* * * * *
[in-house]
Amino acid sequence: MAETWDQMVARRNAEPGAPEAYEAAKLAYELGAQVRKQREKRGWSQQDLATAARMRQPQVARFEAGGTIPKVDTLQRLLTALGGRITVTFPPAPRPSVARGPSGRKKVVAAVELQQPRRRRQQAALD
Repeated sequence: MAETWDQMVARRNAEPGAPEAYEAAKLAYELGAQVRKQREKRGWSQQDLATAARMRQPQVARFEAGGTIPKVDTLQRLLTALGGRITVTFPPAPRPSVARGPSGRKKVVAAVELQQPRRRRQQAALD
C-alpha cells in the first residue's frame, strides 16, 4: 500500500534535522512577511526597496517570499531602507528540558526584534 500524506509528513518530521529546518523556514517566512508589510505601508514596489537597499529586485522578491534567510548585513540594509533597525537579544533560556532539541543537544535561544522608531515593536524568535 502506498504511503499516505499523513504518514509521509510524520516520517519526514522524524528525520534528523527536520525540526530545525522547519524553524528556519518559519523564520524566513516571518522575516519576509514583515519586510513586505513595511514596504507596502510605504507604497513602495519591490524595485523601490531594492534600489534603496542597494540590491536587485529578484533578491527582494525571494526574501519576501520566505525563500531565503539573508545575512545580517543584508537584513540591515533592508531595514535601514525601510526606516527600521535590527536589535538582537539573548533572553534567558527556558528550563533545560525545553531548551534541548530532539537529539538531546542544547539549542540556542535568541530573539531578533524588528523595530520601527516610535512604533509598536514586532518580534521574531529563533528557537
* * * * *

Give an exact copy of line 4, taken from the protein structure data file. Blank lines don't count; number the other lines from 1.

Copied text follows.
C-alpha cells in the first residue's frame, strides 16, 4: 500500500534535522512577511526597496517570499531602507528540558526584534 500524506509528513518530521529546518523556514517566512508589510505601508514596489537597499529586485522578491534567510548585513540594509533597525537579544533560556532539541543537544535561544522608531515593536524568535 502506498504511503499516505499523513504518514509521509510524520516520517519526514522524524528525520534528523527536520525540526530545525522547519524553524528556519518559519523564520524566513516571518522575516519576509514583515519586510513586505513595511514596504507596502510605504507604497513602495519591490524595485523601490531594492534600489534603496542597494540590491536587485529578484533578491527582494525571494526574501519576501520566505525563500531565503539573508545575512545580517543584508537584513540591515533592508531595514535601514525601510526606516527600521535590527536589535538582537539573548533572553534567558527556558528550563533545560525545553531548551534541548530532539537529539538531546542544547539549542540556542535568541530573539531578533524588528523595530520601527516610535512604533509598536514586532518580534521574531529563533528557537